When you’re adding team members to your practice, a stunning resume can go a long way. If you’re lucky to find someone who was top of their class, has experience in a Periodontal office, and is excellent with patients, why wouldn’t you hire them?
Believe it or not, skills aren’t always the biggest hiring qualifier that you should look at. Instead, you also need to prioritize how well the candidate will fit within your existing office ecosystem.
For example, are you using modern technology or software in your practice (like PANDA Perio)? If so, your hires will need to be technologically savvy with basic computer skills, or at least willing and able to learn. Is your practice focused on education with the goal of growth? If so, you probably won’t want to hire someone set in their ways with several years of experience and has worked in five other offices in the last year because all they care about is a paycheck.
They key is to ask them during the interview process about their opinions in the industry and listen to their bias. A seasoned veteran who is inflexible can’t compare to someone with a little less experience under their belt but truly wants to learn, grow, adapt to your environment and learn about your philosophies. Not to say someone who is a seasoned veteran isn’t looking to grow, it may be that they just haven’t met the right doctor yet who is as keen as you are. They key here is to ask questions and don’t make assumptions until you have learned about their opinions and philosophies on the way a practice should run and their perceptions about their potential role.
This alignment is what is referred to as “cultural fit”, and it can have every bit as much to do with your success as skill sets and experience.
Every Periodontal practice has an office culture, whether you realize it or not. It’s how workers interact with patients and each other. It’s the values behind your practice. It’s how people get along, help each other out, and ultimately move your practice forward.
To be clear, company culture doesn’t refer to race, religion, looks, or other factors not related to the practice or job itself when it comes to culture. It’s not the idea that if you’re Jewish or Christian, you should only hire other Jews or Christians. It simply refers to the mentality, focus, and priorities of the office environment.
Having a variety of diverse cultures who align with your practice value system is the key to creating a highly dynamic and diverse team. Diversity will help your practice appeal to a broader spectrum of patients, referrals and other dynamic employees. When the culture you create within is well aligned to your own value system, you will continue to attract better patients, referrers and build a personal brand for yourself and your business which will set you apart from your peers.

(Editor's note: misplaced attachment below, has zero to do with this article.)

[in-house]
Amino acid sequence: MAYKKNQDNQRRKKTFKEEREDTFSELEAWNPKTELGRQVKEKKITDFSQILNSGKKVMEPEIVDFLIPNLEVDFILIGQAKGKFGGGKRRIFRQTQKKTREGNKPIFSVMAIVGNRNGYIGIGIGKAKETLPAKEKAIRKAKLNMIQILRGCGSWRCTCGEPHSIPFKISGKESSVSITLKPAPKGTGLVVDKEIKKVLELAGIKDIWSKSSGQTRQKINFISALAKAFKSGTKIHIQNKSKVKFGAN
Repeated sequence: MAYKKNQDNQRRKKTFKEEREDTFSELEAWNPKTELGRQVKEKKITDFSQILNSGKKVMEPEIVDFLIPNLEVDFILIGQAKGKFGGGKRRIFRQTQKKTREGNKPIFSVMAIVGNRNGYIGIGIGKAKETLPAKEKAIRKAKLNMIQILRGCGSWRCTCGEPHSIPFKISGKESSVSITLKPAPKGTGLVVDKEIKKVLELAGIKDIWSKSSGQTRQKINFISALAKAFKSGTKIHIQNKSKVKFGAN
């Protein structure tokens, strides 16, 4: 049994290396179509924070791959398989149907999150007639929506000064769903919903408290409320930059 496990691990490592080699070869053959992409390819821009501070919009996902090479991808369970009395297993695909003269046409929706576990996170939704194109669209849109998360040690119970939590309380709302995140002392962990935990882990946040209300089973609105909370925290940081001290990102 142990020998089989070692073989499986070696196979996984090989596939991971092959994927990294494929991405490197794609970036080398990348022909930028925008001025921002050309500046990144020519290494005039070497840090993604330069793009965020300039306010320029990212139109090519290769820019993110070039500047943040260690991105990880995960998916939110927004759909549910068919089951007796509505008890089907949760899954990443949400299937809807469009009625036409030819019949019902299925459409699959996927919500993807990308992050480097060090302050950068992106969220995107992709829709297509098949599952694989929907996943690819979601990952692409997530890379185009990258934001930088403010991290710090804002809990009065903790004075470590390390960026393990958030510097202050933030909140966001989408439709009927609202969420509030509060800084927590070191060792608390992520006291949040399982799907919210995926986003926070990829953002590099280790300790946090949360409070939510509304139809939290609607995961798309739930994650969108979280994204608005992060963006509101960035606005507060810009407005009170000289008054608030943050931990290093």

Hiring someone based on looks or charm rather than skill can impact the office environment in a negative way. For starters, it sends the wrong message to existing staff that education doesn’t matter, which could deter them from trying to grow. And second, it robs you of the opportunity to build a stronger practice with experienced, determined, driven individuals when you prioritize other elements like race, religion, age or looks.
Some practices are more patient-centric than others. Some practices have more staff drama than others. Whether you want to maintain your current office culture or shift into something more positive, the only way to do so is to hire the right people that will contribute to the environment you want. Hiring the wrong people will have the opposite effect, and it only takes one hire to completely change the course of your office culture, for better or for worse.
It’s easy to hire based on skill set because you can easily identify what a candidate is capable of (on paper, at least). It also means you’ll have to do less on-the-job training, which means your new hire can start to contribute to their potential faster than someone less skilled.
But someone that fits your company’s culture, or adds to it, has something even more enviable: the ability to mesh with your office environment, which is usually something you just can’t train.
Though you may be hard pressed to find someone that’s the perfect fit, remember that every hire you make is an investment in your company. Even if you do need to spend a little more time on training, someone who embodies your company’s values and cultures will eventually be the way to having your cake and eating it, too.
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